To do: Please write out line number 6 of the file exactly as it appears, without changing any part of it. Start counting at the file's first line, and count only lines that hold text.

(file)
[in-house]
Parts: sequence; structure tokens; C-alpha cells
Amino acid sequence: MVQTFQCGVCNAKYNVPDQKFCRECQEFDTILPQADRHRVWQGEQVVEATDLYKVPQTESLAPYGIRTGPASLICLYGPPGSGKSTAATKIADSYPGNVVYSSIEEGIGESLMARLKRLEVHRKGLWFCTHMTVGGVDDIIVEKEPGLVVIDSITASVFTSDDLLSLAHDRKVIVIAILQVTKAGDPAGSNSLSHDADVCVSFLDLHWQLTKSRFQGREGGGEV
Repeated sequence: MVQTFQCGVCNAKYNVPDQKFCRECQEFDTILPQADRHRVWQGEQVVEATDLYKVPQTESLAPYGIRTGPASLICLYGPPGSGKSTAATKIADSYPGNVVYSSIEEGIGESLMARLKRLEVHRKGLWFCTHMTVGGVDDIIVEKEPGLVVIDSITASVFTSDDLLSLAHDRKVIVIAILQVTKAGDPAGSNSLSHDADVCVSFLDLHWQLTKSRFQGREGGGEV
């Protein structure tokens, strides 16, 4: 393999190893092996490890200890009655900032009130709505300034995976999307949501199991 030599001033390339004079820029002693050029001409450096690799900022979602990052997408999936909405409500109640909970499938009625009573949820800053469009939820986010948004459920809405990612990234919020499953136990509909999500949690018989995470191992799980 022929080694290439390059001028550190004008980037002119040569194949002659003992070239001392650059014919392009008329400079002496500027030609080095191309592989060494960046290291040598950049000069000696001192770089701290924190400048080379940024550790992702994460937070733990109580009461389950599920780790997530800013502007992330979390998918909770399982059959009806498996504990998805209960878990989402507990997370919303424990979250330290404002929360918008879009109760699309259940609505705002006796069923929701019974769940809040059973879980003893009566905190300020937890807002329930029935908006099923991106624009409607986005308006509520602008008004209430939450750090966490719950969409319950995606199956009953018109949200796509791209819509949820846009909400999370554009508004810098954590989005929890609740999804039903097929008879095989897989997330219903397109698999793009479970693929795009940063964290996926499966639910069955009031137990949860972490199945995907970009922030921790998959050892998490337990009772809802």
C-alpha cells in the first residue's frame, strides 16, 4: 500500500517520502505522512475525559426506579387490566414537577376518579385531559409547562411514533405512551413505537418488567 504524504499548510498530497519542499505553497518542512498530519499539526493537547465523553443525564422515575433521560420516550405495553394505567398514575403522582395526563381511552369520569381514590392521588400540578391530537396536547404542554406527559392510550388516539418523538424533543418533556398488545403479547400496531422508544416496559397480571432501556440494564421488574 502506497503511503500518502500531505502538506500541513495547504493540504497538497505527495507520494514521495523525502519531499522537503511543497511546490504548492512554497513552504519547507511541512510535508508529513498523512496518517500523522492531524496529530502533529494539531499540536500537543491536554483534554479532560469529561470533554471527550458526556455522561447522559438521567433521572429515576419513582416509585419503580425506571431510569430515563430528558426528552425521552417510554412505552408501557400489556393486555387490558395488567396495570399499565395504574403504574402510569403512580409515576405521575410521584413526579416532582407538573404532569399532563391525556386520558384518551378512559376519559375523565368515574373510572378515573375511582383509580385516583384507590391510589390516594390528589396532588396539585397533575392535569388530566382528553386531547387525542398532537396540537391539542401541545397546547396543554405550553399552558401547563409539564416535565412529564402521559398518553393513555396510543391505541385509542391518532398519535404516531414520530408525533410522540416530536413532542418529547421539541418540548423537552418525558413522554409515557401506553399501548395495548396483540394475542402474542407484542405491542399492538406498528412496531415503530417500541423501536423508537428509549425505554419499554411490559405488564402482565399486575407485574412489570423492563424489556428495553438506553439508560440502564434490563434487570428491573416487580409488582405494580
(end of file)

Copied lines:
C-alpha cells in the first residue's frame, strides 16, 4: 500500500517520502505522512475525559426506579387490566414537577376518579385531559409547562411514533405512551413505537418488567 504524504499548510498530497519542499505553497518542512498530519499539526493537547465523553443525564422515575433521560420516550405495553394505567398514575403522582395526563381511552369520569381514590392521588400540578391530537396536547404542554406527559392510550388516539418523538424533543418533556398488545403479547400496531422508544416496559397480571432501556440494564421488574 502506497503511503500518502500531505502538506500541513495547504493540504497538497505527495507520494514521495523525502519531499522537503511543497511546490504548492512554497513552504519547507511541512510535508508529513498523512496518517500523522492531524496529530502533529494539531499540536500537543491536554483534554479532560469529561470533554471527550458526556455522561447522559438521567433521572429515576419513582416509585419503580425506571431510569430515563430528558426528552425521552417510554412505552408501557400489556393486555387490558395488567396495570399499565395504574403504574402510569403512580409515576405521575410521584413526579416532582407538573404532569399532563391525556386520558384518551378512559376519559375523565368515574373510572378515573375511582383509580385516583384507590391510589390516594390528589396532588396539585397533575392535569388530566382528553386531547387525542398532537396540537391539542401541545397546547396543554405550553399552558401547563409539564416535565412529564402521559398518553393513555396510543391505541385509542391518532398519535404516531414520530408525533410522540416530536413532542418529547421539541418540548423537552418525558413522554409515557401506553399501548395495548396483540394475542402474542407484542405491542399492538406498528412496531415503530417500541423501536423508537428509549425505554419499554411490559405488564402482565399486575407485574412489570423492563424489556428495553438506553439508560440502564434490563434487570428491573416487580409488582405494580